WILLIAMSVILLE, N.Y. -- One of Western New York's two medical marijuana dispensaries is cutting its hours in half, the latest sign of serious problems with the program described as the most restrictive in the nation.
Bloomfield Industries' dispensary at 52 South Union Road in Williamsville will only be open 3 days a week for a total of 20 hours a week. However, the company says patients who aren't available in the posted times can make an off-hours appointment to see a pharmacist.
"To see Bloomfield cutting its hours... is really disappointing," said Julie Netherland with New York's Drug Policy Alliance, a top medical marijuana advocacy group. "I think it's a sign that in some ways the program may not be sustainable if we don't take immediate steps to improve patient access."
Taking such steps seems highly unlikely. The legislature is on summer vacation and left Albany without acting on more than a half dozens bills that would have made it easier for patients to get the medicine.
That leaves the State Health Department and Governor Andrew Cuomo as the best help for administrative improvements, and Cuomo seems to think there are no problems.
"I haven't heard issues that people can't find access," Cuomo told reporters in Buffalo yesterday when asked about the criticism. "If you need the drug, you can get the drug."
Netherland had a sharp response.
"Unfortunately, our experience in working directly with patients and their families is very different from the message that the Governor is getting, that there are no problems with access," Netherland said. "We're hearing quite the opposite."
The health department said 600 physicians have registered to prescribe medical marijuana, and 4,828 patients have been certified by their doctors to participate.
Some legislators sought to make some changes to the law, but they were unsuccessful during the legislative session that ended early Saturday.
They wanted to allow nurse practitioners and physician assistants to prescribe medical marijuana, add chronic pain to the list of eligible conditions, make public the list of practitioners who are registered and add more strains of the drug available to children with types of epilepsy.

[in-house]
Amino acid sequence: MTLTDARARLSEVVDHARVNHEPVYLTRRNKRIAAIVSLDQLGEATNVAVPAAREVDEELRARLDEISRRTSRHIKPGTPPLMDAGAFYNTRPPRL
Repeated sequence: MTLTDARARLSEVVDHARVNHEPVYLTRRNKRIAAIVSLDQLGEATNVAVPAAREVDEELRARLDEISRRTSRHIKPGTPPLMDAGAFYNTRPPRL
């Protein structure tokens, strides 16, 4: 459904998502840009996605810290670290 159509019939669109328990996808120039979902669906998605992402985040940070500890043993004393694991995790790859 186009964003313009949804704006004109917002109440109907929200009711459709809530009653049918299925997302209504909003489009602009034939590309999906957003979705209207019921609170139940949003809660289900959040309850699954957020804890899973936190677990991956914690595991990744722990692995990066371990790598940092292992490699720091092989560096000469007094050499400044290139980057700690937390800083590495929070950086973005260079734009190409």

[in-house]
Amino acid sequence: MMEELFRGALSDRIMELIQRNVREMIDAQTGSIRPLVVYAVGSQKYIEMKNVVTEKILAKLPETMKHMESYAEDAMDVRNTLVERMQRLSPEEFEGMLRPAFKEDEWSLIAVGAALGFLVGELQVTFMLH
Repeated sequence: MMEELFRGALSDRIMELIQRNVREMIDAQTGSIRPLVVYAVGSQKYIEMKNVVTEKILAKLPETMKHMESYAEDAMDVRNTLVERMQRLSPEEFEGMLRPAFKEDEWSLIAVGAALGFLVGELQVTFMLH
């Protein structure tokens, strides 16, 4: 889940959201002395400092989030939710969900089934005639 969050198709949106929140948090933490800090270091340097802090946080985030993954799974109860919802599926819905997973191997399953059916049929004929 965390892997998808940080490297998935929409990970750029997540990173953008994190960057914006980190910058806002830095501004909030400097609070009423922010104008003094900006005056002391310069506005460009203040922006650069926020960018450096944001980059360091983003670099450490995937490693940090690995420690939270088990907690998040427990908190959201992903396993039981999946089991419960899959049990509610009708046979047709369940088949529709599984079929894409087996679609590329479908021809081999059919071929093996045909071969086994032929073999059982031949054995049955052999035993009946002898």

Cuomo has been cautious with New York's medical marijuana program, fearing a broad program could lead to abuses found in some states.
Sen. Diane Savino, D-Staten Island, said some of the changes could be done administratively, such as expanding who can prescribe medical marijuana. The health department should also release the list of doctors, she said.
"I think we can tweak the program to make it work better," Savino said.
Savino, who has sponsored many of the medical marijuana bills, said the health department is well aware of the complaints, and she and patients and their families have met with the agency to express their concerns.
If Cuomo doesn't know about the problems, "that’s unfortunate because this should be something that he is aware of," Savino said. "Now that I know he isn’t aware of it, I’m going to make sure he knows."
Bloomfield Industries Chief Operating Officer Colette Bellefleuer released the following statement to 2 On Your Side:
"We have worked collaboratively with the NYS Department of Health to get our medicine approved and our facilities up and running safely and successfully. A safe, successful program like this takes a monumental effort and New York stands alone in getting this done so quickly. Bloomfield is deeply committed to alleviating suffering with safe, cannabis-based medicine distributed in a secure and compassionate environment. We look forward to serving patients throughout Western New York, and earning a place as a trusted health care leader in the region."
Includes reporting by Joe Spector | Gannett Albany Bureau Chief | @GannettAlbany